Water Regulation Advisory Scheme
‘WaterSafe installers can hand out a work-completed certificate. This gives their customer peace of mind because they have something that says it meets the water fittings regulations’
The safety of customers should be priority number one for installers. Fortunately, the vast majority of work they carry out is safe and effective, partly because the industry has been working for years to put rules and regulations in place, and encourage best practice.
One such organisation is the Water Regulations Advisory Scheme (WRAS), which has the primary objective of helping secure high-quality drinking water in premises. Julie Spinks is the managing director and it’s her job to help make this happen.
“As MD the buck stops with me,” she says. “I’ve been involved with WRAS for two years but I’ve spent most of my career in the water industry. At WRAS we cover a broad range of issues – raising awareness of the water regulations, running approval schemes and representing water companies – so there’s never a dull moment.”
One initiative Spinks is working closely with is WaterSafe, which was launched in October 2013. The online search facility aims to help customers find the nearest qualified plumbing and heating professionals in their area, while promoting water safety for homes and businesses.
WaterSafe was started by leading members of the industry, including WRAS, the Association of Plumbing and Heating Contractors, the Chartered Institute of Plumbing and Heating Engineering and a number of water companies. In order to be featured on the WaterSafe website, installers must be qualified and approved by one of the above industry bodies, ensuring that they provide excellent service.
“WaterSafe has been an interesting process,” says Spinks. “Water companies and trade associations haven’t traditionally worked together, but I’ve found that it’s worked really well because we share the same goals. The water companies play a big part; we did several focus groups and found that people would trust the scheme a lot more if they were involved, so it’s great to have them onboard.
“At WaterSafe we’ve been working on campaigns and research, and trying to get the word out there to both installers and the public,” she adds. “The research we carried out was really helpful. We spoke to 2,000 people; 23 per cent said they’d been a victim of a rogue plumber, and it cost on average £426 to fix. We want to make sure this doesn’t happen, and protect the public from unscrupulous and underqualified workers.”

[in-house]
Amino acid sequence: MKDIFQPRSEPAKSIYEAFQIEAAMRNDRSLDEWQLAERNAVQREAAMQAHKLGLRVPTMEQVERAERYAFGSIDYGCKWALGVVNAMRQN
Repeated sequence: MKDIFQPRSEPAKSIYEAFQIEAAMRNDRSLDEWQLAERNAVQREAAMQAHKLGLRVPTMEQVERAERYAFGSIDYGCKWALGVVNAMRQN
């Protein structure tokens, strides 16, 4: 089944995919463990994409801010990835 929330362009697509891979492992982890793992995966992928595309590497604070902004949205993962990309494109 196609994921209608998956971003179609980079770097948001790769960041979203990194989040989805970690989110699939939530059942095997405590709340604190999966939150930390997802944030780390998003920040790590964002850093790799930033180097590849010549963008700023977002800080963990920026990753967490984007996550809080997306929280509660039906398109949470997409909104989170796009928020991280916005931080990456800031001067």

So how can the average householder benefit? “WaterSafe is about giving consumers a better choice,” says Spinks. “It’s not like the Gas Safe Register, which is mandatory; our scheme is voluntary. We want to give people peace of mind.
“We’ve found many customers want a capable, qualified plumber but aren’t sure how to find one. They would ask their family or friends, who aren’t necessarily the experts; so that’s where WaterSafe comes in,” she adds.
“I’ve heard of incidents involving poor plumbing, like rainwater harvesting being put into drinking water or toilet cistern water coming out of the taps, which the person noticed because it was blue from their cleaning chemicals.
“For a consumer this is a health hazard, but it’s also a big inconvenience because more work needs to be done and it’s going to cost more money. When we speak to people they stress that qualifications are really important, but they don’t always check. We’re trying to change their habits so they can be sure the work being carried out is to a high standard.
“There’s also a complaints process,” Spinks points out. “If the customer isn’t happy with the work done they can contact WaterSafe, and someone will be sent to check it out. If it’s not up to scratch and doesn’t meet the requirements of the water fittings regulations, the plumber will be required to put it right, so it gives people a safety net.”
For installers to get behind a scheme there has to be an incentive, so what will encourage them to sign up? “WaterSafe is about standing out from the crowd,” says Spinks. “Installers have the skills so they should show them off, and use the branding to separate themselves from the rogues.”
Another big advantage for recognised plumbers is that they can carry out some work without the need to provide advanced notification to the water supplier. “For most types of plumbing work, plumbers have a legal duty to notify the water supplier before they start, and this can lead to delays of up to two weeks,” says Spinks.
“WaterSafe installers can also hand out a work-completed certificate,” she adds. “This gives their customer peace of mind because they have something in their hand that says the work carried out meets the water fittings regulations.
“As an industry we have a responsibility to make sure standards are high and public health is protected,“ Spinks concludes. “Plumbers make an important contribution to public health, and I hope the WaterSafe register will help to improve water safety for all our buildings.”
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